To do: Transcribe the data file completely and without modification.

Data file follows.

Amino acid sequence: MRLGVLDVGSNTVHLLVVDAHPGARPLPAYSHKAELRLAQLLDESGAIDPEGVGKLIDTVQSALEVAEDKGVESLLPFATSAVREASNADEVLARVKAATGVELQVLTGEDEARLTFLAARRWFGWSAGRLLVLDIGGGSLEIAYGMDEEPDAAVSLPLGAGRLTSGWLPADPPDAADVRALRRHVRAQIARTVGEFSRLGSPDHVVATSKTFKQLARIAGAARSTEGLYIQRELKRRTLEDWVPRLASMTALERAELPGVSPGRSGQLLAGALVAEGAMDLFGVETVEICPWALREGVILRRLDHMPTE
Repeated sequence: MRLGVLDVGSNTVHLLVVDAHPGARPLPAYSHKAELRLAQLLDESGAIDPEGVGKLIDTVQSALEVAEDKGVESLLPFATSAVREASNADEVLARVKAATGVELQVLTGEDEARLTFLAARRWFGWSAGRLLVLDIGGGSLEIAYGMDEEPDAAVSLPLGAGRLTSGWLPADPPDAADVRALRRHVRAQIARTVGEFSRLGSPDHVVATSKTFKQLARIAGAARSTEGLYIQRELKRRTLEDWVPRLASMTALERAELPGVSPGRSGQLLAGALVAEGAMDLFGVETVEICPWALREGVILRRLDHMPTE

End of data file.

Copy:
Amino acid sequence: MRLGVLDVGSNTVHLLVVDAHPGARPLPAYSHKAELRLAQLLDESGAIDPEGVGKLIDTVQSALEVAEDKGVESLLPFATSAVREASNADEVLARVKAATGVELQVLTGEDEARLTFLAARRWFGWSAGRLLVLDIGGGSLEIAYGMDEEPDAAVSLPLGAGRLTSGWLPADPPDAADVRALRRHVRAQIARTVGEFSRLGSPDHVVATSKTFKQLARIAGAARSTEGLYIQRELKRRTLEDWVPRLASMTALERAELPGVSPGRSGQLLAGALVAEGAMDLFGVETVEICPWALREGVILRRLDHMPTE
Repeated sequence: MRLGVLDVGSNTVHLLVVDAHPGARPLPAYSHKAELRLAQLLDESGAIDPEGVGKLIDTVQSALEVAEDKGVESLLPFATSAVREASNADEVLARVKAATGVELQVLTGEDEARLTFLAARRWFGWSAGRLLVLDIGGGSLEIAYGMDEEPDAAVSLPLGAGRLTSGWLPADPPDAADVRALRRHVRAQIARTVGEFSRLGSPDHVVATSKTFKQLARIAGAARSTEGLYIQRELKRRTLEDWVPRLASMTALERAELPGVSPGRSGQLLAGALVAEGAMDLFGVETVEICPWALREGVILRRLDHMPTE